Say That Again? 

And what's your point, anyway?

"Pataphysics: The science of imaginary solutions ... will explain the universe supplementary to this one." (Alfred Jarry, 1873-1907)

Another thing I do is collect good quotes. They're scattered all over. They're everywhere you look if you're looking in the right places, and all you have to do is pick them up. I drop them in my Good Quotes file and save them. It's like finding marbles some little kid lost decades ago, only instead of ending up in a jam jar in the garage, they end up in my computer.

Some of them I get from Bobby Wolff's bridge column. He publishes six columns a week, and he leads off every one with a quote. The other day, he introduced a two no-trump hand with this one: "Every advantage in the past is judged in the light of the final issue." (Demosthenes, 384-322 B.C.) I didn't file that one away. Frankly, I didn't think it was a very good quote. It's a good idea, sure. It's like saying you can't know how good or bad anything is--from a plan to a child, from to a presidency to a movie--until you see how it turns out.

However, I think the idea could have been stated better. Maybe in the original Greek, it had a little more of that spit and sparkle I look for. In translation, though, it comes off a tad flat, don't you think? And I mean no offense to Bobby Wolff. I suppose when you have to come up with six quotes a week, you can't afford to get too bogged down with the spit and sparkle.

So the reason I collect them is that I hope to use them later. Like in one of my own columns, see? I have always admired the practice of one writer quoting another, generally someone more famous or more prestigious, in context with what he or she is writing. It adds a splash of class, doesn't it? Like topping off a clean shave with a snappy cologne. And believe me, it sure doesn't hurt to be trying to make a point and having, say, Aristotle or Mark Twain on your side.

For instance, as soon as I found the following: "If we begin with certainties, we will end in doubt; but if we begin with doubts and bear them patiently, we may end in certainty" (Francis Bacon, 1561-1626), I knew if I ever wrote another column about how stupidly ideological the Republican Party has become, I could start off by showing that Bacon and me are mental blood brothers, or something like that. The Sir Francis Bacon. It's like co-writing an essay on gravity with Isaac Newton, or an article on dieting with Oprah.

Unfortunately, I not only forget which quotes I have stashed away in my Good Quotes file, but more often than not, I forget I even have a Good Quotes file. Since I picked up that Bacon quote, I have probably written... oh, I don't know... maybe 30 columns on how stupidly ideological the Republican Party has become, and never once remembered I had Sir Bacon at my back.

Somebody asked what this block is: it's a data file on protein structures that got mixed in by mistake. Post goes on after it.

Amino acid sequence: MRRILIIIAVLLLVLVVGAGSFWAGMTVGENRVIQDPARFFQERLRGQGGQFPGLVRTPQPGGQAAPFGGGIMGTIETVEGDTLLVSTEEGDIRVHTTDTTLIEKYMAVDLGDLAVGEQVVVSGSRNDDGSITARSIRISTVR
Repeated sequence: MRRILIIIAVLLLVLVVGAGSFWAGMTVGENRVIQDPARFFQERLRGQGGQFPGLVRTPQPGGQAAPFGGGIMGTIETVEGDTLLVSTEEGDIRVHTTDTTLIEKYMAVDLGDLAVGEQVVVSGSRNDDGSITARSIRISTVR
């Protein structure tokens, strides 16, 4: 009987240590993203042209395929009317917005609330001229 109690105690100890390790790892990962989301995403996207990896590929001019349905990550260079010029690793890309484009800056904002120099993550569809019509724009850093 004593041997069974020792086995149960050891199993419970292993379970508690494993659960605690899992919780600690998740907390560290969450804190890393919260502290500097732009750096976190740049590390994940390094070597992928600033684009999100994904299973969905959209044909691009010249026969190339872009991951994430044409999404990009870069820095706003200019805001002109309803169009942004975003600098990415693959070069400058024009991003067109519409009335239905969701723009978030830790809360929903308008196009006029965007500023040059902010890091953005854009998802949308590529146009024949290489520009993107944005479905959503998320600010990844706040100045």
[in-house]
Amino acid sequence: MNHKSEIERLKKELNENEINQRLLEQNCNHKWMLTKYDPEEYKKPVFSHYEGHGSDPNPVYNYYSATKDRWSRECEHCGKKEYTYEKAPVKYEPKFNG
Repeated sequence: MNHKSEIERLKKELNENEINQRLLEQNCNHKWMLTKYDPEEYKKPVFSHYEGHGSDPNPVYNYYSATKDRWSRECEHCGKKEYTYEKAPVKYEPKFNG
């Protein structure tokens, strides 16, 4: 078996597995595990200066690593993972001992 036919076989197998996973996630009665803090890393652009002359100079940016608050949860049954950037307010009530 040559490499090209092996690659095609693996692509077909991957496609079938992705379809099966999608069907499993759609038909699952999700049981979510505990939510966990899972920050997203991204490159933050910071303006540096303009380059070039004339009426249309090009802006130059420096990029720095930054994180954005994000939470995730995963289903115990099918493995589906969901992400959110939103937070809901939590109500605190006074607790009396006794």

Here's another one: "Such labored nothings, in so strange a style, amaze the unlearned, and make the learned smile." (Alexander Pope, 1688-1744) Now, who's that make you think of? Glenn Beck? Sarah Palin? The entire slate of Republican presidential candidates in last year's campaign? I could have used it on any or all of them, had I only remembered it was tucked away in my computer.

But no, dummy me. I totally forgot that I had on tap something witty that Alexander Pope had to say about idiots long before Michele Bachmann or Donald Trump were around to demonstrate his point.

And speaking of points, by now you may be wondering what mine is. Well frankly, friends, so am I. The truth is, I have entered my summer doldrums. It happens every year, usually around mid-August, when so many indicators are indicating summer is packing up for its annual trip south. This mood is typified by a marked lack of interest in what, as a political columnist, I should be interested in. In fact, I find myself not giving a rat's fanny about anything that doesn't involve me being outside, looking and smelling and hearing outside stuff while I still can, before the summer folds into all the other summers that have come and gone.

Get it? No? OK, I didn't say it very well. I meant it to be, you know, poetic. Or something like that. But it came out sort of flat and dull, not a whiff of that spit and sparkle I look for. And worst of all, now you're wondering what the hell I'm talking about, am I wrong?

Ah, but looky here! Look at what I've found in my Good Quotes file. Maybe this will clear things up: "I think that by retaining one's childhood love of such things as trees, fishes, butterflies and ... toads, one makes a peaceful and decent future a little more probable." (George Orwell, 1903-1950)

And isn't that what separates summers from the long gray interims? Trees and fishes? Butterflies and toads? I would add fresh tomatoes and new corn and neighbors walking by with their kids and dogs, not having to put on socks, and listening to birds sing even after the sun has gone down.

So then, in lieu of a point of my own, I hereby endorse Orwell's "peaceful and decent future" as the point to this column. It's what I meant to say all along, even before I started digging through my computer looking desperately for an idea to write about and stumbled upon my Good Quotes file. You can believe it or not, that's up to you. And I realize where we've ended up has absolutely nothing to do with how we started out: "The science of imaginary solutions," remember? But you know what old Demosthenes would have to say about it, right? "Every advantage in the past is judged in the light of the final blah, blah, blah." Or something like that.

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